Satés in Singapore play the same role as hot dogs in New York, a popular, affordable, and democratic street snack enjoyed at all hours of the day and night by rich and poor and everyone in between. So to have your saté named the best in Singapore by The Straits Times (think The New York Times of Southeast Asia) is no small accomplishment, especially if you're an ang moh, foreigner in this case, an American: my stepson, Jake Klein. These satés were first served at the restaurant Wood, which featured Asia's first, and only, exclusively wood-burning kitchen (wood-burning grill, oven, smoker, and rotisserie). But even if you cook on a gas grill, the robust spicing of these satés will blast through loud and clear. For centuries Singapore and the Strait of Malacca were the epicenter of the Asian spice trade; the legacy lives on in these electrifying satés.
1 1/2 pounds rib eye steaks (about 1/2 inch thick)
3 tablespoons light brown sugar
2 tablespoons ground coriander
1 tablespoon ground turmeric
1 1/2 teaspoons ground cumin
1 1/2 teaspoons freshly ground black pepper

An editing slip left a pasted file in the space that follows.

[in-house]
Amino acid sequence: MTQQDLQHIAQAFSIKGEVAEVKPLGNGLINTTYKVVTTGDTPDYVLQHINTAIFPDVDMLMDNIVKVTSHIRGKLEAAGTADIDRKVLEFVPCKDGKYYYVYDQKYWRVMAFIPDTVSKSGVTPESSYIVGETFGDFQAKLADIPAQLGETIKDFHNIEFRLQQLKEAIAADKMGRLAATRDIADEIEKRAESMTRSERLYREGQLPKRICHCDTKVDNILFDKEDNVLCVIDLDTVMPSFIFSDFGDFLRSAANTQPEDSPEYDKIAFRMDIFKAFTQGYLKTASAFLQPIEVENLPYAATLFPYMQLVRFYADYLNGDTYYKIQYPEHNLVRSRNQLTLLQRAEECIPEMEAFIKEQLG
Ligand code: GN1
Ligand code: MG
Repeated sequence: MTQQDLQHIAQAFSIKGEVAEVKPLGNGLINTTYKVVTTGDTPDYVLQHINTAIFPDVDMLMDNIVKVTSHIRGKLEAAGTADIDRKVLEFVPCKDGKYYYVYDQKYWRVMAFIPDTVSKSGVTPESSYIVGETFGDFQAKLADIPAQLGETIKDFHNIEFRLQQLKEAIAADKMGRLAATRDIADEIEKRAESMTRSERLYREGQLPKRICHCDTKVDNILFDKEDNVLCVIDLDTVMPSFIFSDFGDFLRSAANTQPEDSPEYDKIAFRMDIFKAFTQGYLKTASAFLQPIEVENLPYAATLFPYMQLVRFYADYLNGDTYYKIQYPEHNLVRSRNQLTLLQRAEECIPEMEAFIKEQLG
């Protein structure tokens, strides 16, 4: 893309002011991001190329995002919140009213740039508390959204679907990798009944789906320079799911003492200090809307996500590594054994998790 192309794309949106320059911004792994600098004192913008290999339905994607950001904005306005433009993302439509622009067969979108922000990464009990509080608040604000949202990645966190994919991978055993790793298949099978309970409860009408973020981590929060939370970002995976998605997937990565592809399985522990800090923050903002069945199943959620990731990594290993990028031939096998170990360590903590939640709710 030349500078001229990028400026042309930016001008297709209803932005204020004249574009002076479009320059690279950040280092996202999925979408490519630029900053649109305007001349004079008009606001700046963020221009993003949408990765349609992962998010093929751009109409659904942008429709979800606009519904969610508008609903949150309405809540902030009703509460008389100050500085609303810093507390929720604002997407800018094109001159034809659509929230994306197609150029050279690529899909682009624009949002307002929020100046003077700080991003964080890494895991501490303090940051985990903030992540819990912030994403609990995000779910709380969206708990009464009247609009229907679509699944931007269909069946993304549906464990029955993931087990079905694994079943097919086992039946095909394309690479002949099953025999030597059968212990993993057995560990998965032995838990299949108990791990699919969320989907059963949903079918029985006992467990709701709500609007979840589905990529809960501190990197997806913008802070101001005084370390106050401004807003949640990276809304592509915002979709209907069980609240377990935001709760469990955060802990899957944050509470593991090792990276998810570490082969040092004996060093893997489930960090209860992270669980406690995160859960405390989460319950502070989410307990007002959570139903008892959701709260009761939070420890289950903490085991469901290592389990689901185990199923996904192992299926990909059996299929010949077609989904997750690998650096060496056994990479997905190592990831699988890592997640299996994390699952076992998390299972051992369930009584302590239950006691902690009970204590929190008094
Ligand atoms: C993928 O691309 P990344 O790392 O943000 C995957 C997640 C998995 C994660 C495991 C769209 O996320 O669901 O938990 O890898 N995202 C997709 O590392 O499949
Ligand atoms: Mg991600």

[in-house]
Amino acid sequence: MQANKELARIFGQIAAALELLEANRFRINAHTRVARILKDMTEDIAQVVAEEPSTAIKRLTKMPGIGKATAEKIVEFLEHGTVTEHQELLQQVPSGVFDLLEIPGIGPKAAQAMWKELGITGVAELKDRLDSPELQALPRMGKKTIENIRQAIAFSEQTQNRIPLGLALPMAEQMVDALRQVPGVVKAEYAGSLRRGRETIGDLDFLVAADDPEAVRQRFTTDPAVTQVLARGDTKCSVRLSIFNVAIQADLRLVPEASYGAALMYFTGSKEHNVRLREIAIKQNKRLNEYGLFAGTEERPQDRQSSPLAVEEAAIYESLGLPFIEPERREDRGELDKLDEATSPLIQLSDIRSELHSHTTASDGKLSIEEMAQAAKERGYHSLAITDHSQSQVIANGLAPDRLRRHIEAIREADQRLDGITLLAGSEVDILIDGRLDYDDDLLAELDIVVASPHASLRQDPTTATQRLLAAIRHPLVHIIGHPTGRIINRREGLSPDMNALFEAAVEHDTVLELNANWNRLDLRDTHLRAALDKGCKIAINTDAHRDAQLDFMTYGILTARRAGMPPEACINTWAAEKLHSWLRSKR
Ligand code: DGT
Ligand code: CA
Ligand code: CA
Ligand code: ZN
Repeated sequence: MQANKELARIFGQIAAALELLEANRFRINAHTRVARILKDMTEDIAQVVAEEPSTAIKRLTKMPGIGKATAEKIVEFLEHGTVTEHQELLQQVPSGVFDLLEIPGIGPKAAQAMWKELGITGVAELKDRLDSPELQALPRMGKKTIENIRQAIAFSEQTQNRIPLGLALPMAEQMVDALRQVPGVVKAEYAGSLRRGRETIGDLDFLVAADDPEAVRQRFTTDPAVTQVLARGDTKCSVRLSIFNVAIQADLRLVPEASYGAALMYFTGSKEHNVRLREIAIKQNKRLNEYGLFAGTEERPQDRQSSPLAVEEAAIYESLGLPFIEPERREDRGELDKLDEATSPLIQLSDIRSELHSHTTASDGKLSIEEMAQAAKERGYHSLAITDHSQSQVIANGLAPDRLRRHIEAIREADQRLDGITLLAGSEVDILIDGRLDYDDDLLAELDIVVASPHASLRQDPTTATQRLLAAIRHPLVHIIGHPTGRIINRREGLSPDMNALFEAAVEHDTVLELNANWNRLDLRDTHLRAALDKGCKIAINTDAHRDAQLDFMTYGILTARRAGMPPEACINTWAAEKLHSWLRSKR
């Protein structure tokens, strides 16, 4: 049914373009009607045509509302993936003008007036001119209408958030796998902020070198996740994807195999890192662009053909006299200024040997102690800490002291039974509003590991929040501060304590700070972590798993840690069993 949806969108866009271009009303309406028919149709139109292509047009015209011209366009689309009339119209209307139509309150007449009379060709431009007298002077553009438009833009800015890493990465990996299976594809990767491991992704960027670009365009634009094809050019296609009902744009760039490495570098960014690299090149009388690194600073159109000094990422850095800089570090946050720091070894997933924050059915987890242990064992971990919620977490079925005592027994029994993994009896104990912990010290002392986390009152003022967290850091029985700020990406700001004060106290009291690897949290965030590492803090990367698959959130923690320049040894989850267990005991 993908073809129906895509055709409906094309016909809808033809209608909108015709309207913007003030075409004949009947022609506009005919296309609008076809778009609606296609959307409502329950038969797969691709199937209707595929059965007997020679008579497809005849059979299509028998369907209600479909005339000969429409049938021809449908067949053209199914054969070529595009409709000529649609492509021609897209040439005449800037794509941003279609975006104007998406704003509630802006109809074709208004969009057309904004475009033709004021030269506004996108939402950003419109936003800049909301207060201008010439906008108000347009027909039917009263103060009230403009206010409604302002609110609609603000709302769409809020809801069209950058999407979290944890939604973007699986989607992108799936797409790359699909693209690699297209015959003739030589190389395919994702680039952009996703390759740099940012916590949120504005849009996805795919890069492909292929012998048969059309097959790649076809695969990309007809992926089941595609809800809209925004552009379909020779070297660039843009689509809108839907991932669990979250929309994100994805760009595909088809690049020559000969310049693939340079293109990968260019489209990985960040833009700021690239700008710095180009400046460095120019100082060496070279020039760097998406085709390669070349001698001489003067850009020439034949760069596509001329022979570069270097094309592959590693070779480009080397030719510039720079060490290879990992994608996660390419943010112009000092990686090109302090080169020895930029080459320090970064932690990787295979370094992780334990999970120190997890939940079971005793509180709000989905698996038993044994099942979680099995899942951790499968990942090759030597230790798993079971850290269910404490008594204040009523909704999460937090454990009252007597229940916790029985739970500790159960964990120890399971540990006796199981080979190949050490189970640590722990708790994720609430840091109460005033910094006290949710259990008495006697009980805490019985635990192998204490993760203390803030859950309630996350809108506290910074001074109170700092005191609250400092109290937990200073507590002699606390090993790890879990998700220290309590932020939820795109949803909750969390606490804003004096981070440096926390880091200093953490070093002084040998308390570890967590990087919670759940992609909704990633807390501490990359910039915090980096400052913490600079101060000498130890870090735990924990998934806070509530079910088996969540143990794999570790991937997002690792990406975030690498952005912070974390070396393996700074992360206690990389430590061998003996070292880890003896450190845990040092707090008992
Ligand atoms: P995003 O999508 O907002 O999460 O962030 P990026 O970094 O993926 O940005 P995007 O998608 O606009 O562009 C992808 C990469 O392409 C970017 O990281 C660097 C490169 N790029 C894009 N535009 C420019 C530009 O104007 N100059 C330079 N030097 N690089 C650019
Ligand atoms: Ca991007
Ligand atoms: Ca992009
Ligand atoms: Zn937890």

3 tablespoons Asian fish sauce or soy sauce
3 tablespoons vegetable oil
Singapore Cucumber Relish (optional)
Fried Garlic Peanut Sauce (optional), for serving
You'll also need
8-inch bamboo skewers; an aluminum foil grill shield
1. Cut the steaks, including the fat, into 1/2-inch cubes and place them in a nonreactive mixing bowl. Stir in the brown sugar, coriander, turmeric, cumin, pepper, fish sauce, and oil. Let the beef marinate in the refrigerator, covered, for at least 2 hours; the longer it marinates, the richer the flavor will be.
2. Drain the cubes of beef, discarding the marinade. Thread the beef onto bamboo skewers, leaving the bottom half of each skewer bare for a handle and 1/2 inch exposed at the pointed end. The satés can be prepared several hours ahead to this stage. Refrigerate the satés, covered, until ready to grill.
3. Set up the grill for direct grilling and preheat it to high.
4. When ready to cook, brush and oil the grill grate. Arrange the satés on the hot grate, with the aluminum foil shield under the exposed ends of the skewers to keep them from burning. Grill the satés until cooked to taste, 1 to 2 minutes per side for medium-rare, a little longer for medium. (In general, Southeast Asians prefer their satés medium to medium-well done.) Use the poke test to check for doneness.
5. Serve the satés with Singapore Cucumber Relish and Fried Garlic Peanut Sauce, if desired. The traditional way to eat the satés is to skewer a piece of cucumber on the pointed end of the skewer, then dip the saté in the peanut sauce.
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